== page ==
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Breach of competition law seen in drug market
Signs of violation of the Competition Law have emerged in the pharmaceutical market of Vietnam, said Nguyen Phuong Nam, deputy director general of the Vietnam Competition Authority under the Ministry of Industry and Trade.
Speaking at a workshop on competition in the pharmaceutical sector held in Hanoi last Wednesday, Nam said signs of violating the Competition Law could be found in the link between foreign drug makers and local importers and distributors. They can collude with one another to impose drug prices, especially prices of special-treatment drugs, he stressed.
Data on pharmaceutical production and import reveals there is a fierce competition in this sector with 274 drug manufacturers, nearly 2,000 drug traders and thousands of outlets, drugstores and pharmacies across the country, forming a complex distribution network with several intermediary stages.
Tran Phuong Lan, head of the division for competition supervision and management at the Vietnam Competition Authority, wondered: “In this highly competitive market, drug prices should tend to go down, but why are they going in the opposite direction?” The local drug output only meets 50% of the demand. The country still heavily depends on imported products, particularly specific drugs, inputs and active ingredients for drug production, according to the Vietnam Competition Authority.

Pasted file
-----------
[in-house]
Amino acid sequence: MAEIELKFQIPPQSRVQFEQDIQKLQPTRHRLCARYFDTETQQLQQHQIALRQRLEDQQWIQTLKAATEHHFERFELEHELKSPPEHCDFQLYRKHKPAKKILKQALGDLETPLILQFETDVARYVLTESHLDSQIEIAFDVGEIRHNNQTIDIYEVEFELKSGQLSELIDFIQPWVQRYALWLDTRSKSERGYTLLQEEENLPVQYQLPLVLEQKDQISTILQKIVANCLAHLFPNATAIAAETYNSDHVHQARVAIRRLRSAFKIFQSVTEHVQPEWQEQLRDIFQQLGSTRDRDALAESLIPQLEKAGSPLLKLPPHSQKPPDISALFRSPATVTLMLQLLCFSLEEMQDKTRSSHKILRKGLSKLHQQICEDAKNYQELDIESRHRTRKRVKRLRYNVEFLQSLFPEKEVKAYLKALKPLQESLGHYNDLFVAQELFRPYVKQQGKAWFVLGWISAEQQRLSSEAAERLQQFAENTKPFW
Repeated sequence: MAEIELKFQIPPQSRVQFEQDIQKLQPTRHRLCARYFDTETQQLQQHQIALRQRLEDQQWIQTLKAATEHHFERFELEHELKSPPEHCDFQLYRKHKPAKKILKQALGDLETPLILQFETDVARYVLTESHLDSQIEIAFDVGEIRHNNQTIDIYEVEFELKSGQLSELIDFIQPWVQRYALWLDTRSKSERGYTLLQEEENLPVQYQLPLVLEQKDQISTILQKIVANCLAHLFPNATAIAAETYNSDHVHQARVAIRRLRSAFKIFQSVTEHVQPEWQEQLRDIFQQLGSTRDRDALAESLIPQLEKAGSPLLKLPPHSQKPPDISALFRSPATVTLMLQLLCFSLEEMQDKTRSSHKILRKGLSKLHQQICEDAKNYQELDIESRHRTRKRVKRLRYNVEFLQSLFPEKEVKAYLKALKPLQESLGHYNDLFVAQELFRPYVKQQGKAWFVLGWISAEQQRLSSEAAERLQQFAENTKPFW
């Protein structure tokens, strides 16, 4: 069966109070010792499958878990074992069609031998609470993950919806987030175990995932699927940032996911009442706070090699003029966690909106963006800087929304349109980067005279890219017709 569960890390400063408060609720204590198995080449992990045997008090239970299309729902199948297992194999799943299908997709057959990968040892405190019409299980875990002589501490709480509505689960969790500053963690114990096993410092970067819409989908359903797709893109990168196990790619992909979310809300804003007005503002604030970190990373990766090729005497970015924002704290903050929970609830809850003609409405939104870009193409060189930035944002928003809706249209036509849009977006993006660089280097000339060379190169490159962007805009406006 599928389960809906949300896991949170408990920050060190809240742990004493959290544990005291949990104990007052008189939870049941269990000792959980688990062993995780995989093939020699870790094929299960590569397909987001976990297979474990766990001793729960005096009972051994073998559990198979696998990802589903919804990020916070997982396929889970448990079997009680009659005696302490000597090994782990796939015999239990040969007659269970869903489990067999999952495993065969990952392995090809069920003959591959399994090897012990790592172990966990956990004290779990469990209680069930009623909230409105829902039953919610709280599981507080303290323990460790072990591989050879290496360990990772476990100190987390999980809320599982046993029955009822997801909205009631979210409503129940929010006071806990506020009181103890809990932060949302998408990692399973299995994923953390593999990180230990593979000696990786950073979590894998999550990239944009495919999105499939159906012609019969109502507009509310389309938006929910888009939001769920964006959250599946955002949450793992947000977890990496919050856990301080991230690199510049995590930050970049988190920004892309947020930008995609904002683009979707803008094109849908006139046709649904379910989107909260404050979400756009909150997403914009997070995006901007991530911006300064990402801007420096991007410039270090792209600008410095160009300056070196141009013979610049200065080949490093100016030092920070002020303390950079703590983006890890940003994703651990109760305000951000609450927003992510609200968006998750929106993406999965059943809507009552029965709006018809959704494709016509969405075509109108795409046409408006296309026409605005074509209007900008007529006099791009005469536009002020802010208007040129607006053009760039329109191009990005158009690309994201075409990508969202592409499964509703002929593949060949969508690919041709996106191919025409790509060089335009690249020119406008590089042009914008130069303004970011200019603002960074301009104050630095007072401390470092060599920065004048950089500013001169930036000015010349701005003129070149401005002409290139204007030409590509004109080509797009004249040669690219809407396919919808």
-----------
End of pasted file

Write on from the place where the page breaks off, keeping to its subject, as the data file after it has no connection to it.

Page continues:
Lan said there was nothing wrong with locally-made pharmaceutical products, as their prices had not increased suddenly in recent years. However, as for imported drugs, she wondered if there was collusion between foreign manufacturers and local importers and distributors to push up drug prices. She remarked drugs imported by a local company were totally different from the products imported by other firms. Thus, each company distributes their exclusive products, making it possible for them to hike drug prices.
In addition, although foreign firms are not allowed to distribute pharmaceutical products in Vietnam, they can dodge the law through merger and acquisition. The involvement of foreign companies in drug distribution in the local market is another cause of drug price manipulation. The drug market is special, Lan noted, because each product has it own market segment and can hardly replace each other. Patients do not have enough knowledge to look for alternatives to the drugs prescribed by doctors. Therefore, each drug distributor enjoys their own monopoly, leading to unreasonable price hikes. She asked: “If this is indeed an act of violating the Competition Law, can an investigation be conducted in accordance with the law?”
In response, a representative of the Vietnam Competition Authority said: “No, because drugs are subject to price stabilization by the State. If there was price increase, the State would have intervened to stabilize prices.” The authority proposed the State management bodies tighten control on the link between foreign producers and local distributors as well as merger and acquisition deals to prevent foreign companies from taking over domestic firms in order to directly and legitimately participate in the distribution system.
The authority suggested companies operating in the pharmaceutical sector should raise their awareness of the Competition Law to not inadvertently violate it. In addition, they should know how to resort the Competition Law to protect their legal rights and interests.